Peoples Publications Pizza Politics Public House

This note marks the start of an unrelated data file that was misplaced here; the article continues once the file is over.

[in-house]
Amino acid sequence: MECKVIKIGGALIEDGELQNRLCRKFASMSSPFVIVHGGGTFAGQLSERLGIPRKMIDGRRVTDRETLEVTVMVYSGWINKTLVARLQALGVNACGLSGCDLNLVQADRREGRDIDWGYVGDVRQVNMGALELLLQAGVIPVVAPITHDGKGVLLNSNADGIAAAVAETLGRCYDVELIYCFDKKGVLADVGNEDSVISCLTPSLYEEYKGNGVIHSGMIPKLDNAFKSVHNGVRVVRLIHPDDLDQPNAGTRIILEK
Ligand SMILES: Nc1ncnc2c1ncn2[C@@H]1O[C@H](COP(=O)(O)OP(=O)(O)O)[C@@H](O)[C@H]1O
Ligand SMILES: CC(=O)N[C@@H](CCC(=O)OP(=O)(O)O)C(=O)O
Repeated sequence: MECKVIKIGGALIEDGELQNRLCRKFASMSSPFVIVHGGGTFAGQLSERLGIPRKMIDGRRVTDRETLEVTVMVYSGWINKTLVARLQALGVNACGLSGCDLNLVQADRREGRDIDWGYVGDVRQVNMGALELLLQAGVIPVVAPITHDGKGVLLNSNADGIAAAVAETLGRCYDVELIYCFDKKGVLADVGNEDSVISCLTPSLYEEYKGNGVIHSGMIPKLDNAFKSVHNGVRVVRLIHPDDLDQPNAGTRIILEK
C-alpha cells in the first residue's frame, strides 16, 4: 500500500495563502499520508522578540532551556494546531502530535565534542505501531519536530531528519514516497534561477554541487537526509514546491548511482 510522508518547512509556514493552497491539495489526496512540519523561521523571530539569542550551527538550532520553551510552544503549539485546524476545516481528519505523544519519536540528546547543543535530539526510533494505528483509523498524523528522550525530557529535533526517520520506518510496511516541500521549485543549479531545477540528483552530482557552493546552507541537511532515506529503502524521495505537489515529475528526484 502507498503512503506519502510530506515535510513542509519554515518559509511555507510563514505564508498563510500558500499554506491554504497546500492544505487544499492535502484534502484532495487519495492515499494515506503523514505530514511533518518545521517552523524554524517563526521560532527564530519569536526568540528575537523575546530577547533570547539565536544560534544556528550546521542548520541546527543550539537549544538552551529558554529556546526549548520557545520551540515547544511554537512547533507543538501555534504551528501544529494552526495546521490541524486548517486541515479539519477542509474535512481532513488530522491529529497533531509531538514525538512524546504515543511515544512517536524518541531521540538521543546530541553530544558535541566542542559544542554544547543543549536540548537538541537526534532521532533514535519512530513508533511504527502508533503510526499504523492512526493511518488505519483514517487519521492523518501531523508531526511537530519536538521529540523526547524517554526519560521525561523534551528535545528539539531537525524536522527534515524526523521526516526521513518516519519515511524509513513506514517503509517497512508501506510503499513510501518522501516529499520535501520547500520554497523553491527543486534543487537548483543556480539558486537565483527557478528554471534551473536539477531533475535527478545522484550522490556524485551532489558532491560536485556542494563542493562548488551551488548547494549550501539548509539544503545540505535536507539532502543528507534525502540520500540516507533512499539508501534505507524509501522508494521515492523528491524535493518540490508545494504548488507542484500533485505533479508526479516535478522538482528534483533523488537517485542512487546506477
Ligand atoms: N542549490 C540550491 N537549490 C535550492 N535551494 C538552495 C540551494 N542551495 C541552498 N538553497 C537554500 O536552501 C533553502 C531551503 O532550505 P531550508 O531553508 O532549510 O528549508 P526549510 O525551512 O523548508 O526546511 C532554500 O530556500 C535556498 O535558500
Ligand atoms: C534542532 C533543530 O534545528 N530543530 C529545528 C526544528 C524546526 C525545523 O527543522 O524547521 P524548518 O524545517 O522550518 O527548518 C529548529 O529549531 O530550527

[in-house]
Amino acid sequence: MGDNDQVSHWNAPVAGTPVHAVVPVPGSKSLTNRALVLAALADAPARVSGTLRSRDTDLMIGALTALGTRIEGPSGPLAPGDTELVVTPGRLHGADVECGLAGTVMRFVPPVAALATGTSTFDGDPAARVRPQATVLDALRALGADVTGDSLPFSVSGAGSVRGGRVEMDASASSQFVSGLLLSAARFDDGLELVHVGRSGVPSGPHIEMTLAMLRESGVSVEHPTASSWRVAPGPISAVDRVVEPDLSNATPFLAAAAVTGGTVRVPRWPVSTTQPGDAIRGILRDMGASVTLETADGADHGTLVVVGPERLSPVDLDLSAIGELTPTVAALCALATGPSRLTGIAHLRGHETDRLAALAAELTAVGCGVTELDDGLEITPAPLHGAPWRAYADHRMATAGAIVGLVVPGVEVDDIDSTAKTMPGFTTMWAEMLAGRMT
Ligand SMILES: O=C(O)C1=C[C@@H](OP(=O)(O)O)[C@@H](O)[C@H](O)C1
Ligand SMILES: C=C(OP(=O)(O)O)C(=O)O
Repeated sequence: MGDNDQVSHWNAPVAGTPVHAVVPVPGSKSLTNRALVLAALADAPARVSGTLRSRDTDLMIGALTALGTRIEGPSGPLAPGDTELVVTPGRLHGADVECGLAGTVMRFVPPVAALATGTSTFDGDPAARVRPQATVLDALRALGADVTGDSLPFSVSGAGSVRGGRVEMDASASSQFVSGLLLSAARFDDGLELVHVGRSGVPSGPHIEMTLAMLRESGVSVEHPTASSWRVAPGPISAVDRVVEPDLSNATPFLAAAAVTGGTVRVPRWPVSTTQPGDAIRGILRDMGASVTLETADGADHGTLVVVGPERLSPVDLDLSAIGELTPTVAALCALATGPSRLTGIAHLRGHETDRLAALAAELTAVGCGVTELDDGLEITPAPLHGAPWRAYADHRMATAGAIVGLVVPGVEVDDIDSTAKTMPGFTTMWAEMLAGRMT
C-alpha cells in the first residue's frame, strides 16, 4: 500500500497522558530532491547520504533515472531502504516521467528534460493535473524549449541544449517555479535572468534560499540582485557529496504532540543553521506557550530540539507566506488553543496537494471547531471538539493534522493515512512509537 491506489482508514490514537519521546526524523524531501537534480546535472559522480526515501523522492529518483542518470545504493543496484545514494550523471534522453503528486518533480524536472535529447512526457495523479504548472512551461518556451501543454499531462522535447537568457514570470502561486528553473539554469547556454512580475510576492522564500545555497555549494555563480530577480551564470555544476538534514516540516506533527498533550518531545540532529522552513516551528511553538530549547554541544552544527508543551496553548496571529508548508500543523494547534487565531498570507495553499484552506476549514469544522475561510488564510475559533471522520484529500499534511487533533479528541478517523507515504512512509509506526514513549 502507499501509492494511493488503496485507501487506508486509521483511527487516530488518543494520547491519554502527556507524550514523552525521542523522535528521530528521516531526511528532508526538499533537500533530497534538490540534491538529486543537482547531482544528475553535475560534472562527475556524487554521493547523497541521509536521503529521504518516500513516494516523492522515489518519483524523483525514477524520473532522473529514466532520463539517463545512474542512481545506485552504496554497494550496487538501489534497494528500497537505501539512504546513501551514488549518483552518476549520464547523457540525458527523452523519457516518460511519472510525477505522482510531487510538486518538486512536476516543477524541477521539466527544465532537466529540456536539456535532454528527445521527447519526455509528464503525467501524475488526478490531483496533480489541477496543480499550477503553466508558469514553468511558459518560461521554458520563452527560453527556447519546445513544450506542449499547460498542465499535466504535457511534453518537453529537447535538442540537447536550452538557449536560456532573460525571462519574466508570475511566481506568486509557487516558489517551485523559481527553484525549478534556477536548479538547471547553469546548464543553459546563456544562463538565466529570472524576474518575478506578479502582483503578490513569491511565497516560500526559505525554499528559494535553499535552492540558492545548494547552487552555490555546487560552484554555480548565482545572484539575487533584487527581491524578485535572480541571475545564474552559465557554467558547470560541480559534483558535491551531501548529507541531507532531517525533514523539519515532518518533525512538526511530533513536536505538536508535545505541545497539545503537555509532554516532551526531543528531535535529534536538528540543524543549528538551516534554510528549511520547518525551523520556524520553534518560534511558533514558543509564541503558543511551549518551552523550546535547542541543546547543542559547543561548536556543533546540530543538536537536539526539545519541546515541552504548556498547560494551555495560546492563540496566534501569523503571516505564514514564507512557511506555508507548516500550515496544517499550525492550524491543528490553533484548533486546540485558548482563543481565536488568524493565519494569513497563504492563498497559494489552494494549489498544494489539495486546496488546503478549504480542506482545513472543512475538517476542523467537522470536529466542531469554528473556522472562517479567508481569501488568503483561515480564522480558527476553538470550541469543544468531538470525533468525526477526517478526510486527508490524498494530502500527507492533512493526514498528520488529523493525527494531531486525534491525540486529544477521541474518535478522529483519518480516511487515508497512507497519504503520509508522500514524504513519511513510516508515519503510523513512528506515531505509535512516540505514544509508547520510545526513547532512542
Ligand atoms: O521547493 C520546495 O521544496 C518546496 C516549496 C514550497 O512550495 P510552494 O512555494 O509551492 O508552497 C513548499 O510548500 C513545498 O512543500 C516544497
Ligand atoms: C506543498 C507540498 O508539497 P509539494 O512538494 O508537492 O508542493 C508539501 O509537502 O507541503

The evening of Thursday, June 21 started with a beer and Riverwest Co-op Café vegan tacos, music provided by Michael Bootzin. This was the celebration of People’s Books Cooperative’s (PBC) fifth anniversary, complete with candles and a vegan chocolate cake. It was also the public announcement of the move from their location on Locust east of Oakland to Center Street in Riverwest. Mike Gonzales, of PBC board did the talking. Gonzales called Riverwest the perfect location for their move. The neighborhood nurtures small business and supports the co-op movement. It seems there is no better place to celebrate than the Riverwest Public House a cooperative tavern dedicated to lending a hand to co-op ventures in the neighborhood. This event was part fundraiser and part political platform. (Learn more about People’s Books Cooperative at the end of this story) Not surprisingly, the event at the Public House featured an activist guest speaker, Christine Neuman-Ortiz, director of Voces de la Frontera. She spoke on behalf of the organized workers from Palermo’s who are working to form a union and have called a strike at the plant. The two may not be related, but Governor Walker’s comment to a billionaire supporter about “divide and conquer” seems to have come home to roost in our Menomonee Valley. It certainly seems to be the zeitgeist to attack unions in the public sphere and now, as Walker noted in his recorded conversation, the private sphere as well. Palermo’s has up until now had a good reputation for building a new pizza production plant and a restaurant on a site in the Menomonee Valley near Miller Park and employing many Milwaukee citizens. This story is complicated by the nationality of many of the workers at Palermo’s; this growing business employs a large number of Latino workers. Palermo’s workers claim that there are issues of health and safety at the plant; the owners claim there are not. Palermo’s workers were not represented by a union prior to this action, but are petitioning to form one. This has resulted in workers walking off the job on May 29. The workers called a strike after meeting on June 1. The number of workers on strike has been reported as 125 to 150 from different sources. The company seems focused on stopping the formation of a union. Company posters in the building attempt to dissuade employees from joining a union. According to Ortiz, conversations between employees and management used to be directly with the owners. Recently this changed and contact is only with the law firm Jackson Lewis, which Ortiz claims has a history of anti-union work. The firm represents management in labor management disputes and, according to the group American Rights at Work, has worked to stop union organizing activities. The website lists cases and opinions from Jackson Lewis on what they call union busting practices. Voces de la Frontera has a history of working on workers rights issues and providing immigrants with assistance to find work and not suffer discriminatory treatment because of their immigration status. Ortiz, executive director of Voces, went on to say that Palermo’s was not responding to workplace issues and when talk of a union began, Palermo’s started immigration verification actions for full time employees. This action, along with the ten-day deadline stipulated for workers to provide proof of right to work in the US, is central to the dispute. The action is unprecedented at Palermo’s, and Ortiz noted that it was interesting the requirements did not apply to temporary workers. Temp workers have fewer rights and usually do not receive any work related benefits. Additional temp workers have been hired to replace striking full-time workers. This appears to be a strategy designed for Palermo’s to avoid having a union while keeping production going without hassles from the US Immigration and Custom Enforcement (ICE) against temp workers. Ortiz claims Palermo’s is using ICE legal action “as a hammer to fight the union.” Voces helped file a complaint with the National Labor Review Board (NLRB) to stop the ICE action against workers at Palermo’s. One hand of government does not like another hand being used as a tool in labor disputes. Ortiz stated the NLRB request was joined by the Department of Homeland Security to direct Palermo’s to “suspend all verification” of workers while the labor dispute is ongoing. Despite this, Ortiz states that Palermo’s is beginning to fire workers who have not submitted documentation on worker eligibility within the company’s ten day time frame.  Ortiz stated that temp workers who joined the strike were fired. She claims they were blacklisted from getting jobs in the area. Ortiz invited the crowd at the Public House to join a boycott of Palermo’s Pizza. I was given a flyer at the event from the “workers who make your pizza.” It has an interesting note in small print on the bottom: “We have no labor dispute at this location. We are appealing only to the public – to the consumers. We are not seeking to induce any person to cease work or refuse to make deliveries.” The workers are not trying to close Palermo’s Pizza operation down. They hope that a boycott of Palermo’s Pizza by consumers will change the dialogue with the company. The Riverwest Co-op was first in line to join the boycott and stop selling Palermo’s Pizza. (In the interest of full disclosure: I am on the board of the Riverwest Coop and my partner works there and was at the Workers Collective meeting where the decision was made to boycott Palermo’s Products. In the interest of further disclosure, I acknowledge that while pizza can’t really be considered a health food it certainly is a comfort food. I hope there is a solution to this so that we can get back to selling and eating that cheesy delight!) The crowd cheered the Coop for its stance. We shall see if it makes a difference. With citizenship duties completed, the crowd at the Public House lit candles and ate cake for People’s Books Cooperative while enjoying the music of River Water Tribe. A New Chapter for a Milwaukee Classic